Seyrid in triplicate in the mirror
At 38 mins Resnais (always the editing genius) splices in frames of Seyrid in an all-white room—Fight Club’s Fincher splicing— then throttles it and goes to that in the next scene like the transitions in Easy Rider
Endlessly enigmatic and impenetrable—best to let the visuals and rhythms wash over you and not try to unlock it
Certainly feels like the Uncle of WKW’s In the Mood For Love, so much in common there
Cutout of Hitchcock hidden in a frame at one point, add to the mystery and homage
There’s a progression in the narrative but it does double back often and stops completely, repeats certain shots and sequences like overlooking the garden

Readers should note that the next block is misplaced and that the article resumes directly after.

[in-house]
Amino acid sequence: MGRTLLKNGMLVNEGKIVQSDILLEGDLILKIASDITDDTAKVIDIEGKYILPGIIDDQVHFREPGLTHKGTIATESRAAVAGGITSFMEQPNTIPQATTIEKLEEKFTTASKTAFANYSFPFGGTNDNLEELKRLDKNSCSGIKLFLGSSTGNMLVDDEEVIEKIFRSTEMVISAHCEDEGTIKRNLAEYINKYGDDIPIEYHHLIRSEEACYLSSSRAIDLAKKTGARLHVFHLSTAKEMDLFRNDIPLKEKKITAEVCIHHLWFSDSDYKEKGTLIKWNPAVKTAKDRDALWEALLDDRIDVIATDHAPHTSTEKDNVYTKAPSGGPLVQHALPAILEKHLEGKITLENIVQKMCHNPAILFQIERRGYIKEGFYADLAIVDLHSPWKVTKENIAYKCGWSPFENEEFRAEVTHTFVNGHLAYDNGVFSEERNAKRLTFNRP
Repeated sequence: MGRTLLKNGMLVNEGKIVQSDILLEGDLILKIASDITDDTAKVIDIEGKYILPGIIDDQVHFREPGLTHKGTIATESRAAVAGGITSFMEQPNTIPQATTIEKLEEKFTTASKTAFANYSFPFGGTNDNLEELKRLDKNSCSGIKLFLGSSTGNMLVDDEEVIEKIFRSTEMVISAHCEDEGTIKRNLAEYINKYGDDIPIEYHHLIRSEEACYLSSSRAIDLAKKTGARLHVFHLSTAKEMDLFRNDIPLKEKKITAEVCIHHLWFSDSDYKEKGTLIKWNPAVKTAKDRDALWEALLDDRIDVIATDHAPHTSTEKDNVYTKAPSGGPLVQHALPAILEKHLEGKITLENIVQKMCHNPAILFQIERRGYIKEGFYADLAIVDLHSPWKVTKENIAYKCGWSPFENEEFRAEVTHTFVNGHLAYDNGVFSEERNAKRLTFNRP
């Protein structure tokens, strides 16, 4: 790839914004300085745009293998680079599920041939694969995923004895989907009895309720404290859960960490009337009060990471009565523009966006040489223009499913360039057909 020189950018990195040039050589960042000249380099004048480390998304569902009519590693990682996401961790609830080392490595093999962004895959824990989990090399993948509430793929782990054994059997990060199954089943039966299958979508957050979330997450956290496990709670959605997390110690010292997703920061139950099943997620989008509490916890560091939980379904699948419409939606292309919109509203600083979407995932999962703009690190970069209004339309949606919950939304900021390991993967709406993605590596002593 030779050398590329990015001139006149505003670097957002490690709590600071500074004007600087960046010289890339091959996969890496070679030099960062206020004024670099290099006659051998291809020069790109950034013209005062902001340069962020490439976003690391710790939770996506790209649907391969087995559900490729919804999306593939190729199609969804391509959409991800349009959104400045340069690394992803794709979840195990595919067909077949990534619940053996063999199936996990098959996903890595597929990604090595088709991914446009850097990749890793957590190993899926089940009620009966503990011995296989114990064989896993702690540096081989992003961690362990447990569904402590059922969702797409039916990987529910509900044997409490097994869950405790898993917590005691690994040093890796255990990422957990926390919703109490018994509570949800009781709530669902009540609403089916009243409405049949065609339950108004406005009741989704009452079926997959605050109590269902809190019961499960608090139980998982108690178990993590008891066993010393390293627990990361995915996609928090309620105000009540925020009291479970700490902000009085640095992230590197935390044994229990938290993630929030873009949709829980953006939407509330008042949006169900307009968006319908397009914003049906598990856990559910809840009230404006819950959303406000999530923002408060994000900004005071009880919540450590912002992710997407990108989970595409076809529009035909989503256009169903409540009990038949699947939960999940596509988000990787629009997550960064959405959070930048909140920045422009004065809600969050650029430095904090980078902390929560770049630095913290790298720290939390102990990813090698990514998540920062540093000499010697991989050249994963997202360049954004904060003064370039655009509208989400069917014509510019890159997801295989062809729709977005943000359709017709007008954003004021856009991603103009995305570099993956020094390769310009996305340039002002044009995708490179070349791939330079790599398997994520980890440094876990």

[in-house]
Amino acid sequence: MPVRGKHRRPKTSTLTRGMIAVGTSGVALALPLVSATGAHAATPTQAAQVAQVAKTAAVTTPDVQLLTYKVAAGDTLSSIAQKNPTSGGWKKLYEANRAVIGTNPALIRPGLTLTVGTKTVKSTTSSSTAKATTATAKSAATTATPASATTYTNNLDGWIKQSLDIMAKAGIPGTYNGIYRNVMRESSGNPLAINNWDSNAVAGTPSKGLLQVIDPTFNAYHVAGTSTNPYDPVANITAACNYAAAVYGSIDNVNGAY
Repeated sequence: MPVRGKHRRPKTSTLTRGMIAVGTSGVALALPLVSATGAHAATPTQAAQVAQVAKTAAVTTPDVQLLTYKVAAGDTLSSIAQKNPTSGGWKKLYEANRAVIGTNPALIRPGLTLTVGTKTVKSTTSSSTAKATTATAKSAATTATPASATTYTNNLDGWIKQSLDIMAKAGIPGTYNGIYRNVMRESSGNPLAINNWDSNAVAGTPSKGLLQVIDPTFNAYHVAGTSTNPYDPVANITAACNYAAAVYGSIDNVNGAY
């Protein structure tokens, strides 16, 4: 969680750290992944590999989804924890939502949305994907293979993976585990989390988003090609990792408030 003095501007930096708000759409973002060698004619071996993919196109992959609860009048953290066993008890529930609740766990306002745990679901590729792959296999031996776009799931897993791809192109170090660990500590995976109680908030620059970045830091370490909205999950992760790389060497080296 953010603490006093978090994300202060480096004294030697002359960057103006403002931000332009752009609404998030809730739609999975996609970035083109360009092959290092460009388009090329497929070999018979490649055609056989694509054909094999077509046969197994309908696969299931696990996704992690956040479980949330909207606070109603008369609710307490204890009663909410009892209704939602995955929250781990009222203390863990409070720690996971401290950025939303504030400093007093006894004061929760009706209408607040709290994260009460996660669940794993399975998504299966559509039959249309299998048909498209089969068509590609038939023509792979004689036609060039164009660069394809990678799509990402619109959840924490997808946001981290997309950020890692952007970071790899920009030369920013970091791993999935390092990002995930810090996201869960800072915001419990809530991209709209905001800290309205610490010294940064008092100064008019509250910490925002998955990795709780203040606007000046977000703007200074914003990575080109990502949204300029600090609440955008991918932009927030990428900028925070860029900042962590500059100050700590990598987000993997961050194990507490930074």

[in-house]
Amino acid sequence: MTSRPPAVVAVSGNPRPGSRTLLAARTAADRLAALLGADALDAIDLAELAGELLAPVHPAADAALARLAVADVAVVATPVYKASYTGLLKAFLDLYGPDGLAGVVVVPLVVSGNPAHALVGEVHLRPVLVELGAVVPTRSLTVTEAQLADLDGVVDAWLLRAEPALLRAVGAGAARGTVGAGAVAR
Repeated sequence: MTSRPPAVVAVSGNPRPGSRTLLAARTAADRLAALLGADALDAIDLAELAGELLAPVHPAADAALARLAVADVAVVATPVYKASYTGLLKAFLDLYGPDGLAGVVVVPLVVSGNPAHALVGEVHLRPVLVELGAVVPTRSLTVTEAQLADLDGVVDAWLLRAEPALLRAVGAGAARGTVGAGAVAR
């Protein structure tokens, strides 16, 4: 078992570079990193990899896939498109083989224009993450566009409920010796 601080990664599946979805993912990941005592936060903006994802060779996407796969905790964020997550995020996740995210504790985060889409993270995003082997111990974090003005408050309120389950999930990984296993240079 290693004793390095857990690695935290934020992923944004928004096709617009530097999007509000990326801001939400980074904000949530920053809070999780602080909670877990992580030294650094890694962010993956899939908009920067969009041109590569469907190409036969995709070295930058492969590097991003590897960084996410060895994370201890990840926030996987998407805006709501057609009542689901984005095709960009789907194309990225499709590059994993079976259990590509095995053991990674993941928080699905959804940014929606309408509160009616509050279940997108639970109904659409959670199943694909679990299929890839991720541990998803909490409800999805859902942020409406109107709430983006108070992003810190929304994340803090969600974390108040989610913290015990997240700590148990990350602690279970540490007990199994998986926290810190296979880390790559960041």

The camera never stops—you can get spoiled by the visuals actually- there are 50 shots here more beautiful than any one in really good films
A jump edit sequence where Seyrid’s character (at 70 mins) lays in bed four times from different angles—close to the Varda Cleo shot repeated three times that would influence Scorsese
Tone poem, fever dream, ambiguity, memory, nightmare (that organ score is more nightmare than dream), like an unwinnable game of chess, a mirage, elliptical
Sacha Vierny as the cinematographer— go on to work with Greenaway from 1985-1996 or so and take part in all of his most important work
[…] Last Year at Marienbad – Resnais […]